Winter Outdoor Experience: The Different Types of Cross-Country Skiing

Cross-country skiing is something for everyone. This is truly a sport to be enjoyed by the whole family. What makes cross-country-skiing so flexible is the fact that everyone can determine their own difficulty and how fast and how long they want to be underway. From a leisurely tour through the snowy landscape to winter cardio training, anything is possible and TATONKA is going to show you the different styles.

Classic vs. Skating
The main aspects that differentiate the two techniques are the movement, the trails and the material.

Depending on the discipline, the cross-country skiing trails are also prepared differently. With classic cross-country skiing you are driving on a solid trail, while with skating there are no predefined tracks. Instead you will be going on prepared trails (slopes). In the classic style, the forward momentum is derived from diagonal movements. For this movement, you will cross-coordinate your arms and legs, which means that when the left arm goes forward, the right leg goes back simultaneously and vice versa. With skating, the movement is a lateral one. You push one ski away from the ground in a lateral movement in order to move forward. The skating motion sequences are freer than classic ones, which is why there are different forms. One of the most common one is the “ice skating step”, which - as the name indicates - mirrors the movements of an ice skater, pushing themselves off the ground in a reciprocal left-and-right movement. Another motion sequence is the 1:1 technique (Eintakter), the 2:2 technique (Zweitakter), the double-pole-push and the half-ice-skating-step. The skating motion is actually quicker than the diagonal style.

The two styles also vary greatly when it comes to the material. Ski and ski pole length, the bindings and the wax are all different. Generally speaking, a classic cross-country ski will be slightly longer than a skating ski. It is exactly the other way round with the ski poles, meaning the classic poles are shorter and the skating poles longer. Classic poles will be prepared with grip wax in the middle of the ski, in order to create a “grip zone”. Skating skis, however, are entirely designed for gliding and hence have no grip wax zone. When comparing the bending line, it becomes apparent that the skating ski is slightly harder than the classic ski. This is a functional design, which is creating a perfect gliding movement through optimal pressure distribution.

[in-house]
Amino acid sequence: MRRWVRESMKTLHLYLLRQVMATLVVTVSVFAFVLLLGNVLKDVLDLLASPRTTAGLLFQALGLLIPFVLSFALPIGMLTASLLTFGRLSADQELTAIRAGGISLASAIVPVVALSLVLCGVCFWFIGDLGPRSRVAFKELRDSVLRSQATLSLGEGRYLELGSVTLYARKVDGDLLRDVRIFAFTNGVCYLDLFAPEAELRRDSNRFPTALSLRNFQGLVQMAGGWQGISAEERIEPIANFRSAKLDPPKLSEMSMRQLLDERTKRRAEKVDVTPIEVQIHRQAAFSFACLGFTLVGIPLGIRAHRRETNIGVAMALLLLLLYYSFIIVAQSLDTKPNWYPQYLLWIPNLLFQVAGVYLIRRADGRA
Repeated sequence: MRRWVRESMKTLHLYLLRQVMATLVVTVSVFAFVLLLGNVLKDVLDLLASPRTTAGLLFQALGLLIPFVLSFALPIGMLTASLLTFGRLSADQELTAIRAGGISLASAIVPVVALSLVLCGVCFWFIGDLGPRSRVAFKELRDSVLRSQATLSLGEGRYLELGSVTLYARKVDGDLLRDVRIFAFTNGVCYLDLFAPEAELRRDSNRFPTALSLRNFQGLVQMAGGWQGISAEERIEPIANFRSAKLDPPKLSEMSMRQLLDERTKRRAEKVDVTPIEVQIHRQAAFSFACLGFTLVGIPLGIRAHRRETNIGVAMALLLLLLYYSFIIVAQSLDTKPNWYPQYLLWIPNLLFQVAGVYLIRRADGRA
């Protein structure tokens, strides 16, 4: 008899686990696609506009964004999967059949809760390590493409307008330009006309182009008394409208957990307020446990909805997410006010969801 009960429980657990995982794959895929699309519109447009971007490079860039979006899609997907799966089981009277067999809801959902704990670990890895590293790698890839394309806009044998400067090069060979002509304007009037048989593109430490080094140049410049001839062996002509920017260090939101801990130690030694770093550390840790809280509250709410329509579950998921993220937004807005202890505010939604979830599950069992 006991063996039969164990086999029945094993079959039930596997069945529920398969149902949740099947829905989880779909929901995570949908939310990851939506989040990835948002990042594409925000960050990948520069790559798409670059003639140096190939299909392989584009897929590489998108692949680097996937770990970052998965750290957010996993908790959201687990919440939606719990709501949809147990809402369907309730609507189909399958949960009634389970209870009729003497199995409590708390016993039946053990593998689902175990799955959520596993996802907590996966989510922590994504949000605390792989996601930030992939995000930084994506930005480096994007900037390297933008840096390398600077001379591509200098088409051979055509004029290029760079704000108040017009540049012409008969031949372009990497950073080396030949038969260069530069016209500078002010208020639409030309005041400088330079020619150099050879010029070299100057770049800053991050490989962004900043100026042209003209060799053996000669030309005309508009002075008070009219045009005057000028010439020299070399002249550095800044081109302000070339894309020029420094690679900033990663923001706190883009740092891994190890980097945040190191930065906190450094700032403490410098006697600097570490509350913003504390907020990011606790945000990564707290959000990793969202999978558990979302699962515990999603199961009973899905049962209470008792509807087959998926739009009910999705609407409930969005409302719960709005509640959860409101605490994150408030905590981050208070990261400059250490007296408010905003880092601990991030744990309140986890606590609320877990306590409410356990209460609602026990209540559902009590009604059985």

Generally speaking, it is best for beginners to start with the classic variation. The solid trail will make it easier to handle the skis in the beginning, since they cannot break loose from it. Also, the technique is less demanding than skating and requires less stamina.
 
Nordic Cruising vs. Stamina

In the last couple of years, a special form of cross-country skiing has emerged: the so called Nordic Cruising. Nordic Cruising can be undertaken either on prepared trails or cross-country, which will really allow you to take in the landscape and nature itself. The main focus of this type of cross-country skiing is not the physical activity but rather experiencing nature. The skis that are used here are shorter and broader than regular cross-country skis and offer more support in the wild nature, because do not sink too deep, even in deep powder snow and stay on track better, too. Nordic Cruising can be compared to Nordic Walking, as it is also gentle on the joints and strengthens the body’s defenses and the cardio vascular system. Therefore, Nordic Cruising is particularly recommendable to older people or all those, who want to take it a little bit slower.

Cross-country skiing is also the perfect stamina training for everyone, who simply cannot do without their physical training outdoors. According to the German Ski Instructors' Association (Deutscher Skilehrerverband), almost no other sport benefits the body as fully as cross-country skiing. The physical activity outdoor stimulates the metabolism, breathing and stamina. Also, 80 to 90 percent of the time, the only means to move forward is through effective use of the cross-country skiing techniques, working out various muscle groups, which in turn leads to a high calorie consumption and faster fat loss. However, it is important to start slowly - especially if cross-country skiing is supposed to become a part of your stamina fitness training. The skating technique is predestined for this, although it requires a certain amount of experience.